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1. Overview

Sometimes, we want to be able to specify the TimeZone used by an application. For a service running globally, this could mean that all servers are posting events using the same TimeZone, no matter their location.

We can achieve this in a few different ways. One approach involves the use of JVM arguments when we execute the application. The other approach is to make the change programmatically in our code at various points of the bootup lifecycle.

In this short tutorial, we’ll examine a few ways to set the default TimeZone of a Spring Boot Application. First, we’ll see how to achieve this via the command line, and then, we’ll dive into some options for doing this programmatically at startup in our Spring Boot code. Finally, we’ll examine the differences between these approaches.

2. Main Concepts

The default value for TimeZone is based on the operating system of the machine where the JVM is running. We can change this:

  • By passing JVM arguments, using the user.timezone argument, in different ways depending on weather we run a task or a JAR
  • Programmatically, using the bean lifecycle configuration options (during/before creation of beans) or even inside a class, during execution

Setting the default TimeZone in a Spring Boot Application affects different components, such as logs’ timestamps, schedulers, JPA/Hibernate timestamps, and more. This means our choice of where to do this depends on when we need it to take effect. For example, do we want it during some bean’s creation or after WebApplicationContext is initialized?

It’s important to be precise about when to set this value because it could lead to unwanted application behavior. For example, an alarm service might set an alarm before the time zone change takes effect, which might then cause the alarm to activate at the wrong time.

Another factor to think of, before we decide on which option to go with, is testability. Using JVM arguments is the easier option, but testing it might be trickier and more prone to bugs. There’s no guarantee that the unit tests will run with the same JVM arguments as the production deployment.

3. Setting Default TimeZone on bootRun Task

If we use the bootRun task to run the application, we can pass the default TimeZone using JVM arguments in the command line. In this case, the value we set is available from the very beginning of the execution:

mvn spring-boot:run"-Duser.timezone=Europe/Athens"

4. Setting Default TimeZone on JAR Execution

Similar to running the bootRun task, we can pass the default TimeZone value in the command line when executing the JAR file. And again, the value we set is available from the very beginning of the execution:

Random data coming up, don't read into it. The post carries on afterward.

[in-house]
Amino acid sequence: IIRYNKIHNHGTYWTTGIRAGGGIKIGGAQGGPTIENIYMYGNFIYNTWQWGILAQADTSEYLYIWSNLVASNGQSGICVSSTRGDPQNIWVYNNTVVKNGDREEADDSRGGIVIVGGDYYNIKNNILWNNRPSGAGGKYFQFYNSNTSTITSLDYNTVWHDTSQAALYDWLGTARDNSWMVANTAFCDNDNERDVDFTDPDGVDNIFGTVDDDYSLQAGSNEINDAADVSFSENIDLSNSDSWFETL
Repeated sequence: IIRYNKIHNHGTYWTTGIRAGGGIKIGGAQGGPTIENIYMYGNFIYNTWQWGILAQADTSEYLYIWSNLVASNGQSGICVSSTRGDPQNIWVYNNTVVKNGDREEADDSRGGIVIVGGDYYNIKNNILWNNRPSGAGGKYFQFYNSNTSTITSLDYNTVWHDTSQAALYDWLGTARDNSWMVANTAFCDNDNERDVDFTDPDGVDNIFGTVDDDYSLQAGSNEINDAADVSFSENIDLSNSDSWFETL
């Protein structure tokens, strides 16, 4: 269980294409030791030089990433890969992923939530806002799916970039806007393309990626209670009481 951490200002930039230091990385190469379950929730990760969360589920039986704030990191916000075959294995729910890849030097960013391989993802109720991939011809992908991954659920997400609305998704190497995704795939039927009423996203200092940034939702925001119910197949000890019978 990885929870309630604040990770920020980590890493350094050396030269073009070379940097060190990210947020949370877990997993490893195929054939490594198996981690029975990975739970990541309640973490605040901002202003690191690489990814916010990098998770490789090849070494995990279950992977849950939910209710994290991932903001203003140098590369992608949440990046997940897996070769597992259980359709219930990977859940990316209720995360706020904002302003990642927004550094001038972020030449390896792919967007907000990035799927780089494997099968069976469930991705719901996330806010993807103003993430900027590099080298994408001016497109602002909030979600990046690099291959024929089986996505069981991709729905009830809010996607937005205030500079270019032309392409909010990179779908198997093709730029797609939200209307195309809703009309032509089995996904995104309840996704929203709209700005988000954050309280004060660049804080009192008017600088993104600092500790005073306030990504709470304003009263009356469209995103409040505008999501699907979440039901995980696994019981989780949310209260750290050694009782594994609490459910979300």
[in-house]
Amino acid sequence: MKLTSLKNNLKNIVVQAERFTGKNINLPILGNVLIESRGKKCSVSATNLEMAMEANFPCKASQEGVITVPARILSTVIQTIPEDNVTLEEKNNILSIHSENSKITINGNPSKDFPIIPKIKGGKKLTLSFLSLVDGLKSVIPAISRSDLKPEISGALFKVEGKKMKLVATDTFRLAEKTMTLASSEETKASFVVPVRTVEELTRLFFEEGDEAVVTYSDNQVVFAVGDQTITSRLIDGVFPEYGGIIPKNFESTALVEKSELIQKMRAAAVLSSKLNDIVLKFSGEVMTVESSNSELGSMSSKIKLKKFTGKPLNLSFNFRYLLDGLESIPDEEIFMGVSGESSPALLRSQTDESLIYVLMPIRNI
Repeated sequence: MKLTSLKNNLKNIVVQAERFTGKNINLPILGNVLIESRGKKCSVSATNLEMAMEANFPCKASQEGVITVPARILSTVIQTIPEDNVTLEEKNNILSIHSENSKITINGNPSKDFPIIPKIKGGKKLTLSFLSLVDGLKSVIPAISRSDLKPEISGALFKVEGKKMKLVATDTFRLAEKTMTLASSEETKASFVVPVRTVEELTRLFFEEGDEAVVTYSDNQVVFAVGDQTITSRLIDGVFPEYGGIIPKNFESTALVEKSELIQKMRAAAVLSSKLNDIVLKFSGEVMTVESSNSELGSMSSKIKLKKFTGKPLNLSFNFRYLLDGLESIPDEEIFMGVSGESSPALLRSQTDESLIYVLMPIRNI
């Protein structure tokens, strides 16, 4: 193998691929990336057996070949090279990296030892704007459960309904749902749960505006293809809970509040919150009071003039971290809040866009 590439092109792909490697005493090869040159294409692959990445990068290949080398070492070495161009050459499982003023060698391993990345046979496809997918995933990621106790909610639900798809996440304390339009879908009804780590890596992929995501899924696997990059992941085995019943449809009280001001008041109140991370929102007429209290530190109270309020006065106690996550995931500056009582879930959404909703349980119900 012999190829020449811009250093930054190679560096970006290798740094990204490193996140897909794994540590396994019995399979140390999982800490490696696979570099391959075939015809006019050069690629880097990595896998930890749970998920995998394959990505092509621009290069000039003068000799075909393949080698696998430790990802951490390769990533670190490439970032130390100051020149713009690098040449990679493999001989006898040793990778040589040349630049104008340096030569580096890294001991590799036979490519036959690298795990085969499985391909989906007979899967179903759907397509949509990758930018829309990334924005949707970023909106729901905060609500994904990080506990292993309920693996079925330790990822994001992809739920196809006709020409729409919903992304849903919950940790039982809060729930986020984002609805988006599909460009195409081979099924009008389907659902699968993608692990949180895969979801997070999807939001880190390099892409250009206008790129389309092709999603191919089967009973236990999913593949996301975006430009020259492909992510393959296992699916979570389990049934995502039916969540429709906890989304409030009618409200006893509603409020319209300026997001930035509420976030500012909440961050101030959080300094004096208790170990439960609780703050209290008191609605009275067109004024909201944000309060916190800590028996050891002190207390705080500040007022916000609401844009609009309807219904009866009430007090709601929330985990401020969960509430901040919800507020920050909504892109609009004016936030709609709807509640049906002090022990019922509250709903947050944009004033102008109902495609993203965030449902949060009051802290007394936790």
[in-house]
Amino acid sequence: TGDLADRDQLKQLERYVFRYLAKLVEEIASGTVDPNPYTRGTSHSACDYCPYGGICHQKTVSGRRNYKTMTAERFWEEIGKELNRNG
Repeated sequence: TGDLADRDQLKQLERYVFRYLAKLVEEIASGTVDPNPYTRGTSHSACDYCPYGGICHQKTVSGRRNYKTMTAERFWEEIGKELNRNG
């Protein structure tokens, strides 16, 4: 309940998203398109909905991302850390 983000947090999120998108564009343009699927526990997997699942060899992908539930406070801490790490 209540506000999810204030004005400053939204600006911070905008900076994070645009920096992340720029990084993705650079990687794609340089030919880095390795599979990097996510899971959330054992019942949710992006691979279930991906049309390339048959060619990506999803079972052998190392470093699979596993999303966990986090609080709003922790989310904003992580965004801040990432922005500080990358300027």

java -Duser.timezone=Europe/Athens -jar spring-core-4-0.0.1-SNAPSHOT.jar

5. Setting Default TimeZone on Spring Boot Startup

Let’s see how to insert our time zone change in different parts of Spring’s startup process.

5.1. Main Method

First, suppose we set the value inside the main method. In this case, we have it available from the very early stages of the execution, even before detecting the Spring Profile:

public class MainApplication {

    public static void main(String[] args) {
        TimeZone.setDefault(TimeZone.getTimeZone("GMT+08:00"));, args);

Though this is the first step of the lifecycle, it doesn’t take advantage of the possibilities we have with our Spring configuration. We either have to hardcode the timezone or programmatically read it from something like an environment variable.

5.2. BeanFactoryPostProcessor

Second, BeanFactoryPostProcessor is a factory hook that we can use to modify the application context’s bean definitions. This way, we set the value just before any bean instantiation happens:

public class GlobalTimezoneBeanFactoryPostProcessor implements BeanFactoryPostProcessor {

    public void postProcessBeanFactory(ConfigurableListableBeanFactory beanFactory) throws BeansException {

5.3. PostConstruct

Last, we can use PostConstruct of our MainApplication class to set the default TimeZone value just after the initialization of WebApplicationContext is completed. At this point, we can inject the TimeZone value from our configuration properties:

public class MainApplication {

    private String applicationTimeZone;

    public static void main(String[] args) {, args);

    public void executeAfterMain() {

6. Conclusion

In this brief tutorial, we learned several ways of setting the default TimeZone in a Spring Boot Application. We discussed the impact that changing the default value might have, and based on these factors, we should be able to decide on the right approach for our use cases.

As always, all the source code is available over on GitHub.

Course – LS – All

Get started with Spring and Spring Boot, through the Learn Spring course:

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